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Delete all files in huge directory which are older than 6 months

Posted on 2006-10-26
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Last Modified: 2008-01-09
Hi there,

We have a database at my work which outputs around 10k-20k log files a day and it has been running around the clock for the best part of a year. Excellent stuff! A year of no downtime and almost constant load is punishing enough for any machine.

The downside of this is that there are something in the order of 4m log files now stored in a directory on that computer. Each file only contains a timestamp and a SQL statement, so the're mere bytes in size. Maybe 1kb at the most.

Now, I'm in the process of writing an app which removes any file that is older than six months in that directory.

I wrote something fairly elegant which gets a fileinfo array of the directory using getfiles(), and this obviously results in a massive array of information for 4m files when I only need their fullname and the creationtime. Because the database will be running constantly on a 1gb machine (and the db takes up about 600mb of mem), it's not practical to create such a large array, as the memory will run out.

So... Is it possible to do this in small measures so that the memory usage would never be over, say 100mb?

Here is my current code which, when run on a test directory, took about 30 minutes to process 130,000 files, using about 45MB of RAM, and using almost all the CPU for explorer.exe for 20 minutes. Doing a calculation to scale that to 4m made me a little concered that it wasn't efficient enough:

DirectoryInfo dir = new DirectoryInfo("C:\\log\\test");
Cursor.Current = Cursors.WaitCursor;
FileInfo[] arrFiles = dir.GetFiles("*.txt");

//dateTimePicker1.Value is a DateTime value which is given by the user from the datetimepicker control (it's set to 'DateTime.Now.AddMonths(-6)').
if (arrFiles[i].CreationTime < dateTimePicker1.Value)
  File.Delete(file);
0
Comment
Question by:DanBAtkinson
9 Comments
 
LVL 6

Accepted Solution

by:
nbkbar7 earned 500 total points
ID: 17810786

how about this...

foreach (string file in Directory.GetFiles(@"c:\log\test") {
    if (File.GetCreationTime(file) < dateTimePicker1.Value) {
        File.Delete(file);
    }
}

no need to allocate for the array, uses the list directly
That should reduce memory issue
not sure how fast it'll be...

I like to know the results...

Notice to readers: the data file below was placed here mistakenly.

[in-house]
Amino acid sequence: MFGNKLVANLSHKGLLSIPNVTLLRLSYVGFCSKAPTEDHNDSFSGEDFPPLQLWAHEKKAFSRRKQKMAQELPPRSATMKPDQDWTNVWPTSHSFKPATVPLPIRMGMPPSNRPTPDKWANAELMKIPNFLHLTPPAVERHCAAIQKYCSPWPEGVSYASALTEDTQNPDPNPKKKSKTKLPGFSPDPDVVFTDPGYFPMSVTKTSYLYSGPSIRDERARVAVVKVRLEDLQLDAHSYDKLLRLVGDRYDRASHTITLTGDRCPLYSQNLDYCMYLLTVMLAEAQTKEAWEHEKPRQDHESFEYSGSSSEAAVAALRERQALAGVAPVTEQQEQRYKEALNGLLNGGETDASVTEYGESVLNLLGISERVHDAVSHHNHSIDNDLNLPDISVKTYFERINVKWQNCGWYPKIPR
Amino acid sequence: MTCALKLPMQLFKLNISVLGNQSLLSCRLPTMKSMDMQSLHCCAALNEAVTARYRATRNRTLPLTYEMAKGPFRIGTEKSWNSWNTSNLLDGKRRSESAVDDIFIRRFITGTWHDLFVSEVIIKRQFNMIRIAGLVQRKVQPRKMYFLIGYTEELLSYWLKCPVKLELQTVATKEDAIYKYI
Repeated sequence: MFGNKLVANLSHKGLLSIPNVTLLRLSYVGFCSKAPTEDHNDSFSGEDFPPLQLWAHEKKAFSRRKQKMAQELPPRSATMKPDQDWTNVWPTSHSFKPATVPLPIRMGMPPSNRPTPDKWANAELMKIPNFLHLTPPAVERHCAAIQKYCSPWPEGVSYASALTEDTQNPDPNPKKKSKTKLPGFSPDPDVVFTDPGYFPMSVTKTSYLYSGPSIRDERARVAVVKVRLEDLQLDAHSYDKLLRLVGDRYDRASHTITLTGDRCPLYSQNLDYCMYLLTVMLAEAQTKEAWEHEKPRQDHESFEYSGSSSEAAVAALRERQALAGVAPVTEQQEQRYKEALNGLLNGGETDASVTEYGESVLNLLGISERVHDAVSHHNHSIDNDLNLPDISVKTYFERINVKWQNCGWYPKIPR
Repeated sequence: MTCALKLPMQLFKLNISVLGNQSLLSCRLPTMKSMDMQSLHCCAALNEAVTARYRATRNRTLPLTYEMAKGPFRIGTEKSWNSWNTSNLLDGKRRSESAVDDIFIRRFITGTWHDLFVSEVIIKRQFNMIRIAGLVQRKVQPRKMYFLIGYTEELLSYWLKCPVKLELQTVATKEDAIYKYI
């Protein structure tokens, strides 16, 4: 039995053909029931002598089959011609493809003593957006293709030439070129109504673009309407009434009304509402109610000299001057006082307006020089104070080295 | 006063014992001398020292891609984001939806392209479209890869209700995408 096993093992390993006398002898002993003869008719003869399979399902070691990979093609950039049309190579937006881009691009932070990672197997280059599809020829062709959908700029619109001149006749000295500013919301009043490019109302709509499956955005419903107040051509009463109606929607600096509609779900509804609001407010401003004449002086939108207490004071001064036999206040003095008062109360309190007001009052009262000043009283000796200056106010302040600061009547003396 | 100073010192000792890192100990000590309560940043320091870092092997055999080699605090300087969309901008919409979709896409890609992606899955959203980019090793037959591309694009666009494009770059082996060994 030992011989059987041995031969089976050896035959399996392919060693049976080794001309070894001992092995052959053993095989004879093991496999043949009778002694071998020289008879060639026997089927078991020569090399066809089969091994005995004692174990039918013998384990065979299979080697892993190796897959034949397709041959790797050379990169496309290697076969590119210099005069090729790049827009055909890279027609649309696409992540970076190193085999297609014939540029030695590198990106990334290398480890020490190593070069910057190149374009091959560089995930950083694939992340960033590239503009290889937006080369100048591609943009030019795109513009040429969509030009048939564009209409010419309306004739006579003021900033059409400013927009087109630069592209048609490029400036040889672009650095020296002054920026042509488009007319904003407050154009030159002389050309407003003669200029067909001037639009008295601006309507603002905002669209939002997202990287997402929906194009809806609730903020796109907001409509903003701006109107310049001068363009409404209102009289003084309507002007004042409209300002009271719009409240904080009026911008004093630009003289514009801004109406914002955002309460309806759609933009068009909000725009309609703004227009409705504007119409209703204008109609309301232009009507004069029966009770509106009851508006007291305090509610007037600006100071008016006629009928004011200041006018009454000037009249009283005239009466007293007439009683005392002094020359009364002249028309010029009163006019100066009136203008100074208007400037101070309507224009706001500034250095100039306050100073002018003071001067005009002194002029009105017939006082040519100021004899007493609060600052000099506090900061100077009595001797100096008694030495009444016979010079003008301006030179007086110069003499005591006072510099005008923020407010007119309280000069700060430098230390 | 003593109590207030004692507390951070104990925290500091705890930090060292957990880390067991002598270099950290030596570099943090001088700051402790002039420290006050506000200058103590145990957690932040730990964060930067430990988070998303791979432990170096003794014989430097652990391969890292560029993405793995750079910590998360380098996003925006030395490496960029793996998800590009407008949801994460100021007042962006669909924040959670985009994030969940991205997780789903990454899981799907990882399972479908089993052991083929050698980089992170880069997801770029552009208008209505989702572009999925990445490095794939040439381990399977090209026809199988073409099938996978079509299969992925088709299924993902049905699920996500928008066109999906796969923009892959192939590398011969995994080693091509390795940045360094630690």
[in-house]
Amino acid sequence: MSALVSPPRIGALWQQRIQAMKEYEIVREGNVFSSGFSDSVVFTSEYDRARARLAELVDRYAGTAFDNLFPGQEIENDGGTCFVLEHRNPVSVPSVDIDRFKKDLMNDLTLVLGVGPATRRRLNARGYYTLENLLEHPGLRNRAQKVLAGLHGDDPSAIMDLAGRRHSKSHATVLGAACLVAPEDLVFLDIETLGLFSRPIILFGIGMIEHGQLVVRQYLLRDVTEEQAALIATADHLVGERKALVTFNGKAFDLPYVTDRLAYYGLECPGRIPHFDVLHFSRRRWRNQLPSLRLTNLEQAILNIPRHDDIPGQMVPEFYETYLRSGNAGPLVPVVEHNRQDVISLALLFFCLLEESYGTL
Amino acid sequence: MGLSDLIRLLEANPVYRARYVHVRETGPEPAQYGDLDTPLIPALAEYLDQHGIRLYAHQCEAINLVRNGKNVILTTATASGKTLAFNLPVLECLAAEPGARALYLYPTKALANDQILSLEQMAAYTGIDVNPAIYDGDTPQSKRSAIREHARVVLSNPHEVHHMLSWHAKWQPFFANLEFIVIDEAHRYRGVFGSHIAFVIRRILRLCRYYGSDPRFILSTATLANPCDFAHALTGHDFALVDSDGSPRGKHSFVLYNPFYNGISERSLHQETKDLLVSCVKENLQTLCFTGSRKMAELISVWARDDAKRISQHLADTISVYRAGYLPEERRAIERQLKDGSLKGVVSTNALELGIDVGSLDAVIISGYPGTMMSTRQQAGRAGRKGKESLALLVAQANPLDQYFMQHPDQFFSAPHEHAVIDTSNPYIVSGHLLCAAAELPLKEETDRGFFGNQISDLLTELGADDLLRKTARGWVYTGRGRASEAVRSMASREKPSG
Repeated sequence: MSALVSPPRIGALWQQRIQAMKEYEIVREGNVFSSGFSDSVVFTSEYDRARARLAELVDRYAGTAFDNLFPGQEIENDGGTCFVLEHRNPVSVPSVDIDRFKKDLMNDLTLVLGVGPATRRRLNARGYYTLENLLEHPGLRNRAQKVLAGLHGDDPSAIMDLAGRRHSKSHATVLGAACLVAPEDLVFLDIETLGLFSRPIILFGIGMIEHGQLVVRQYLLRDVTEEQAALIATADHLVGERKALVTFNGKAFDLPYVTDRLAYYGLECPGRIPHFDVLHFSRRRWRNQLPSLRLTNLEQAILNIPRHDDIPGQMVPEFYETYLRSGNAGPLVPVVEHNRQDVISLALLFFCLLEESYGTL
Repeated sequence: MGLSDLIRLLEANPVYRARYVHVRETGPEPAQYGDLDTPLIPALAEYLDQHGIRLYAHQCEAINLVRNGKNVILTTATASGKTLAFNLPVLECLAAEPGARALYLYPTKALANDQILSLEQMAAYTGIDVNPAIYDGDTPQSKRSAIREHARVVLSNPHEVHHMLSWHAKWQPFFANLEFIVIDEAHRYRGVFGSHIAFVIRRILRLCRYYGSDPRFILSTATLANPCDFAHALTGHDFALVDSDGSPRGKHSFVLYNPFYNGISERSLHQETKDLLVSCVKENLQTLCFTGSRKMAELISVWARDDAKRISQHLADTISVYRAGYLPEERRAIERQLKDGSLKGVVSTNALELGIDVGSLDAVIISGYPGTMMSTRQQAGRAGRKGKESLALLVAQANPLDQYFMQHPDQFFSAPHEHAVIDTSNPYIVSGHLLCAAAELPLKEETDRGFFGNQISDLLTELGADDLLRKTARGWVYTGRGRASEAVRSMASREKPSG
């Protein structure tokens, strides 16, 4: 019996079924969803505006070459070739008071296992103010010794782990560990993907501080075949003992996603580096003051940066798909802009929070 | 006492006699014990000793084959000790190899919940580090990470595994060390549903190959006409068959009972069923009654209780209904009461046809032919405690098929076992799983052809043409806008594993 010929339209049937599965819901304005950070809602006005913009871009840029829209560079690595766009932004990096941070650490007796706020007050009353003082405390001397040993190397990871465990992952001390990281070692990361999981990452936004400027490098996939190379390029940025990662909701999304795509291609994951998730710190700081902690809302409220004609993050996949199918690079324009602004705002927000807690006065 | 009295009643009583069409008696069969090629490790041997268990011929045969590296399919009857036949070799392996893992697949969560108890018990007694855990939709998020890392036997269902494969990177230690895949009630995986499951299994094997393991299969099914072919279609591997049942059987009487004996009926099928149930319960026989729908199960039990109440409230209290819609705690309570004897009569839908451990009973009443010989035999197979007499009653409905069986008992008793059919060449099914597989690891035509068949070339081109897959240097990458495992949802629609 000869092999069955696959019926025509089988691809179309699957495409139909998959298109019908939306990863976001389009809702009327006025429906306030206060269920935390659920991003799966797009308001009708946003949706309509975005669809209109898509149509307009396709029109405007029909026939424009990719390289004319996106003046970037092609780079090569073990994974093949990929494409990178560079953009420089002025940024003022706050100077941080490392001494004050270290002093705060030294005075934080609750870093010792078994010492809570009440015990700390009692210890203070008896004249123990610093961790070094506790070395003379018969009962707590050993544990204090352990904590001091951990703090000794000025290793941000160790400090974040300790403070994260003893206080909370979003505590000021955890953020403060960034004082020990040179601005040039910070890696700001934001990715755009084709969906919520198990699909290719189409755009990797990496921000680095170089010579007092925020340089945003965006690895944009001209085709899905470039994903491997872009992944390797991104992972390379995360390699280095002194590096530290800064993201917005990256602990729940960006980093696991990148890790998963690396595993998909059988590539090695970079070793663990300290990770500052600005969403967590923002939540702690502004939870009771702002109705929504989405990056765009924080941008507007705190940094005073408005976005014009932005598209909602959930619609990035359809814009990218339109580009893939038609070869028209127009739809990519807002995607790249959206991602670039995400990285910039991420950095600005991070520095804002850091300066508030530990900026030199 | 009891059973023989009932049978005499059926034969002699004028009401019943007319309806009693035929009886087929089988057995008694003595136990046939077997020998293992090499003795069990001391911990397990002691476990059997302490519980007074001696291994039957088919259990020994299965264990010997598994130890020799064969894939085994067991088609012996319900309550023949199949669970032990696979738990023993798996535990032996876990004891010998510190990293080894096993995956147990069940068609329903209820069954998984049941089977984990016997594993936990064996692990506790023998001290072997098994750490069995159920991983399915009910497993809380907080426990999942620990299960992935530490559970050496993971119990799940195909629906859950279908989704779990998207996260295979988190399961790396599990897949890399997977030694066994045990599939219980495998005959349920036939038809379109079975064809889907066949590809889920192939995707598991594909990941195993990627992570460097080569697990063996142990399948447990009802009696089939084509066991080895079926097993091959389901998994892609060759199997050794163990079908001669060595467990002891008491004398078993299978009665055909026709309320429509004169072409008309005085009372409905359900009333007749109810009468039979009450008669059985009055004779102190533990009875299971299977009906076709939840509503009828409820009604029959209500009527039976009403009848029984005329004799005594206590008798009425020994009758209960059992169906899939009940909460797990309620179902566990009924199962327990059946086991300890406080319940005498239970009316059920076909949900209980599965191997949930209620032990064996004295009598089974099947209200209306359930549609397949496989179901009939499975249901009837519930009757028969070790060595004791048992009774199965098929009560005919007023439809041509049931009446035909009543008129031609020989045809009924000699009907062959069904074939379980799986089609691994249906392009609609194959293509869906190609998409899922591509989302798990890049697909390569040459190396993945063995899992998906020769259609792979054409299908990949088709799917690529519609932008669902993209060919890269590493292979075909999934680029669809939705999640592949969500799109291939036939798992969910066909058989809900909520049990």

Dave
0
 
LVL 8

Expert Comment

by:redpipe
ID: 17810875
Came across an small app written by a bloke named Carl Daniel a while ago. His pattern doesn't require the use of a large amount of memory, like returning a string[] does. I'm not sure if it completely suits your needs, but have a go:

File System Enumerator using lazy matching
http://www.codeproject.com/cs/files/FileSystemEnumerator.asp
0
 

Author Comment

by:DanBAtkinson
ID: 17810933
Thanks guys.

I'm going to try out Dave's solution and see what happens. I'll report back with some stats.

Cheers.
0
 
LVL 15

Expert Comment

by:SRigney
ID: 17811196
Here's a VBScript solution that uses WMI.  It's not c#, but sometimes the solution is to expand your knowledge and try something that you didn't think of before.

http://www.microsoft.com/technet/scriptcenter/resources/qanda/nov04/hey1104.mspx
0
Enabling OSINT in Activity Based Intelligence

Activity based intelligence (ABI) requires access to all available sources of data. Recorded Future allows analysts to observe structured data on the open, deep, and dark web.

 

Author Comment

by:DanBAtkinson
ID: 17811227
Ok... The results are in and Dave's was most efficient. Cycling through the array was the stinker. It just took ages to go through it. Removing the array was a better way of doing it!

Cheers,

Dan
0
 

Author Comment

by:DanBAtkinson
ID: 17811245
Um... Ok. I accepted the wrong comment here.

Damnit.
0
 
LVL 8

Expert Comment

by:redpipe
ID: 17811275
Place a comment to the Community Support team:
http://www.experts-exchange.com/Community_Support/
0
 

Author Comment

by:DanBAtkinson
ID: 17811357
Aye. Cheers.

Thanks again folks.
0

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